Do Virtual Events Actually Deliver Sales?

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By Eric Sugar

My colleague Olivia Allan leads our Conferences and Events business at Landmark Ventures. She recently published a piece about how we’ve successfully pivoted our physical events to virtual events (large summits, custom roundtables, thought leadership webinars, etc).

While it’s hard to be totally objective when evaluating services from my own company, I wanted to give an honest take on these virtual events from a sales and business development perspective: do these virtual marketing events actually generate real sales opportunities?

As you may know, our BD group at Landmark focuses on helping our portfolio identify real sales prospects and close deals with large enterprise customers. I’d argue that after 1000+ engagements, we have a strong sense of what works (and what doesn’t) from a sales perspective, across a broad range of solutions and industries.

Our clients on the Advisory and Business Development side of our business often leverage our events to drive more leads and prospects into the funnel. While these events tend to be a bit more customized (as a result of deeper engagement as both an Advisory client + event sponsor, where we assist more directly with follow up efforts), they do provide a clear picture into both the quantitative (number of attendees, attrition rate, conversion rate, etc) and qualitative metrics (thought leadership, branding, engagement, etc).

So let’s look at our own event data (thanks @Ariella!) from the previous year:

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I’m a firm believer that you can tell any story you want with any given dataset, but there are 3 key things that pop out to me: 1) it’s harder to get execs to sign up for virtual events than to come to a free dinner (shocking, I know), 2) execs regularly no-show larger events in general (despite the assumption that online events would have much higher attrition), and 3) from a marketing perspective, the goalpost seems to be about 15-20% conversion from MQL ( = marketing qualified lead, in this case, defined as a registered event attendee) to SQL ( = sales qualified lead) via an event (slightly less for the virtual ones, but I think that’s a result of a much smaller sample size and limited to converting during a global pandemic). It’s also important to note that our SQL data isn’t a “click-through” conversion – this is a marketing lead that converts to a viable sales opportunity (qualification criteria vary by client, but these are real prospects, typically C-level executives with a defined interest / pain-point).

For more qualitative feedback, I reached out to Tomer Azenkot, Chief Revenue Officer of our client WEVO — an innovative (and very successful) website optimization technology company, for his thoughts (thanks Tomer!), and he shared the following:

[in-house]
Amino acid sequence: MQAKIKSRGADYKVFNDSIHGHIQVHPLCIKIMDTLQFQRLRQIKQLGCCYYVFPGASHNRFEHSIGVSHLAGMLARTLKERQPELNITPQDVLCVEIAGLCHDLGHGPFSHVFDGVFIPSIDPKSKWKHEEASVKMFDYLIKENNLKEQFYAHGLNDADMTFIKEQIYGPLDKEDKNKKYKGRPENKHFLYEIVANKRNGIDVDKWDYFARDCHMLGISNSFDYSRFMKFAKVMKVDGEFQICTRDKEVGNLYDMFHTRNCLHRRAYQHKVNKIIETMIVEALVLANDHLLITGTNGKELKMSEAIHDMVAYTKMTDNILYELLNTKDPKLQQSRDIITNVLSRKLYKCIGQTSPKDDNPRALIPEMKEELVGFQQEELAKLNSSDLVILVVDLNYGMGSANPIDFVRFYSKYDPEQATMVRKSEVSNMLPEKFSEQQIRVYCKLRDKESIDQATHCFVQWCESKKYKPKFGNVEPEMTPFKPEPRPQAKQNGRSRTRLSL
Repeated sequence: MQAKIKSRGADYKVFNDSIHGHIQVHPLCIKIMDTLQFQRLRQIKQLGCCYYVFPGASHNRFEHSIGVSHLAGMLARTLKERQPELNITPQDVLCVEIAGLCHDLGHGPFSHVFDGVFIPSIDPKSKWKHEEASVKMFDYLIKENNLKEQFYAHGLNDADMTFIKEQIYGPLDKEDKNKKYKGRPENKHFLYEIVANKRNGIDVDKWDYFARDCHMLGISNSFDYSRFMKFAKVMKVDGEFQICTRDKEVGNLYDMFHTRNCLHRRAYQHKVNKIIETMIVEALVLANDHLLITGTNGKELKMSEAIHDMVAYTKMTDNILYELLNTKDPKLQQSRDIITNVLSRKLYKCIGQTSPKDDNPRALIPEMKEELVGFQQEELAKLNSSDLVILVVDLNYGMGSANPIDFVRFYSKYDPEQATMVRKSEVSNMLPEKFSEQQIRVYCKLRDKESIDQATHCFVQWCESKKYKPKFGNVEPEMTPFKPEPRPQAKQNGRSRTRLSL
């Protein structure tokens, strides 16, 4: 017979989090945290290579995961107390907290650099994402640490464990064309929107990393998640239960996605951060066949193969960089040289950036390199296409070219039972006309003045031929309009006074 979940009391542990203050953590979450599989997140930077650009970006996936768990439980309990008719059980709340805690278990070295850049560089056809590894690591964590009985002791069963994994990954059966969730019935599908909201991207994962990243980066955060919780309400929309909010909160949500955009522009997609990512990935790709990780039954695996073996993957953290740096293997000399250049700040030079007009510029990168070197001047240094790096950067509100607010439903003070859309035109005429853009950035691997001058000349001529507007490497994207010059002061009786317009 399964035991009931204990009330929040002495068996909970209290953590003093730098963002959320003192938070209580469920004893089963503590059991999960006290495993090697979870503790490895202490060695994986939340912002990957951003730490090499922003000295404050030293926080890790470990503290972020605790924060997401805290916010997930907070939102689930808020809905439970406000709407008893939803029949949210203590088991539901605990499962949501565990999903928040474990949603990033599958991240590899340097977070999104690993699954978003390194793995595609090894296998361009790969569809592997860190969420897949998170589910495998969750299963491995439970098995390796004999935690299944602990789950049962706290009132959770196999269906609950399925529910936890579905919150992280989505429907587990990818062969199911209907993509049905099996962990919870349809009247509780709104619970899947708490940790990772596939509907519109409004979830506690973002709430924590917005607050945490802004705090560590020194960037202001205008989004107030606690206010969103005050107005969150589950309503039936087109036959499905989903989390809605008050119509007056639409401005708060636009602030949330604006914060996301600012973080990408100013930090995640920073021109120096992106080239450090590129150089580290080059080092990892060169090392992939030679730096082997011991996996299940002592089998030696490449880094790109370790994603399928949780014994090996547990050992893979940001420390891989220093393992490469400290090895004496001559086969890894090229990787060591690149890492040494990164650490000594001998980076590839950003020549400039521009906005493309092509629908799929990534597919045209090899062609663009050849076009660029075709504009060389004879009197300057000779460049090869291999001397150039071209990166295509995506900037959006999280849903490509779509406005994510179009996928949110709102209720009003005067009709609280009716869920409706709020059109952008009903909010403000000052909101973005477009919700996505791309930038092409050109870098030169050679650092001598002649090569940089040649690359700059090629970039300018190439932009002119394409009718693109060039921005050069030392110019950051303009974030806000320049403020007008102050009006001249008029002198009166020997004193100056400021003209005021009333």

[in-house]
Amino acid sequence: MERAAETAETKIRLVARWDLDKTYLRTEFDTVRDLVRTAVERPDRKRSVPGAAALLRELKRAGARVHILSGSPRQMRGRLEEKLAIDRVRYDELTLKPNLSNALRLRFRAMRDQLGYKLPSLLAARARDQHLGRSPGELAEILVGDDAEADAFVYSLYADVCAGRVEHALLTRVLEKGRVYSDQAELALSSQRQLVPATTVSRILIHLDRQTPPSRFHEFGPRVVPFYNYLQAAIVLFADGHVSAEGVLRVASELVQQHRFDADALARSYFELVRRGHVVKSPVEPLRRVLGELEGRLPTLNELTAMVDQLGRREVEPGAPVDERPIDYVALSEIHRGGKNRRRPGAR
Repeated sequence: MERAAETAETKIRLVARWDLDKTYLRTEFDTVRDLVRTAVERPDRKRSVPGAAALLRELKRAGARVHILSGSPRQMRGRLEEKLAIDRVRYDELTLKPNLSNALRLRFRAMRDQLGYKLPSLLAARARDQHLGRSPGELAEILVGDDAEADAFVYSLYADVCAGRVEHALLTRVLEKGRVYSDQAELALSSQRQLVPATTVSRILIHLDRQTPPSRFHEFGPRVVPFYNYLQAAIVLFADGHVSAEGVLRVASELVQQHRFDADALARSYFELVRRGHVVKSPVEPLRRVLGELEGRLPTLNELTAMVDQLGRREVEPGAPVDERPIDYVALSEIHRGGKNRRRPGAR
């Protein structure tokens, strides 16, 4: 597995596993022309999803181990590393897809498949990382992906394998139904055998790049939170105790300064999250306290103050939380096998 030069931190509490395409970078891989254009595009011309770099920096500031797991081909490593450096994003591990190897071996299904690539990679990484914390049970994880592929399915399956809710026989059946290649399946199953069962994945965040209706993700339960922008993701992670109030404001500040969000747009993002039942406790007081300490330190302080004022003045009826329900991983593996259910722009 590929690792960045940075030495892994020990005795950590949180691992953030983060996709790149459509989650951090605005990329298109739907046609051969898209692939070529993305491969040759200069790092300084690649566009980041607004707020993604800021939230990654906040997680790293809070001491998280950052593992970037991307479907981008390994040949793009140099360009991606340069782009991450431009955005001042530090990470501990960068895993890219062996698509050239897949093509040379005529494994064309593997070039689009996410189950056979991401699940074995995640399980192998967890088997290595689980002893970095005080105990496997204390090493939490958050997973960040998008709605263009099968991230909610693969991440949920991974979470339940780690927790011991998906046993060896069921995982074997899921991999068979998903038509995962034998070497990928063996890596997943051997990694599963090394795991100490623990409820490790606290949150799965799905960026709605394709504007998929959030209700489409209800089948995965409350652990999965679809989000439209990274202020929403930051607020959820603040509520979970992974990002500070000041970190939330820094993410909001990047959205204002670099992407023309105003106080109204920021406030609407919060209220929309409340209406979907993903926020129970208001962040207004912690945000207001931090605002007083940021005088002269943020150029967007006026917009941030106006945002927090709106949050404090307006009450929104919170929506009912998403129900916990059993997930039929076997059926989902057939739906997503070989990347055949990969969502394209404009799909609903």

“Losing event-based lead generation since March, in its entirety, is obviously not an option for us.

Having run virtual events in partnership with Landmark Ventures, we have experienced tremendous value. I attribute the successful engagement with Landmark to two key driving factors:

1. Creating a highly targeted group of executives that (virtually) arrive at the event with a preconceived impression of our credibility

2. The ability to tag-team with Landmark as part of a structured post-event follow up plan dramatically increases the chances of engagement”

Sidestepping the self-promotion, I do think Tomer nails the key objectives of any marketing event (digital or physical): highly targeted attendees and dedicated follow up efforts. If you maximize both of these elements, you also maximize your conversion rate. Higher quality event à more engagement à more sales opportunities à more deals = real marketing ROI.

2020 benchmark study from Demand Gen Report listed event marketing as the #1 most effective way to convert sales leads, ahead of big ticket digital channels (eg: email, white papers, demos, and websites). In the absence of physical events, it seems like virtual events are trending fairly closely to the same conversion rates and engagement quality. Forbes actually put together a nice checklist from their Communications Council that captures many of the key strategies that we try to incorporate in our own virtual content (if any of you are planning a virtual event, this is a great starting playbook).

In summary, physical events are still the gold standard for sales-focused marketing spend, but a highly targeted virtual event with committed sales follow-through can generate similar results (and generally at a lower overall cost, without the venue, food + beverage, travel, signage, etc).

Check out our team’s virtual event offerings and let me know if we can help!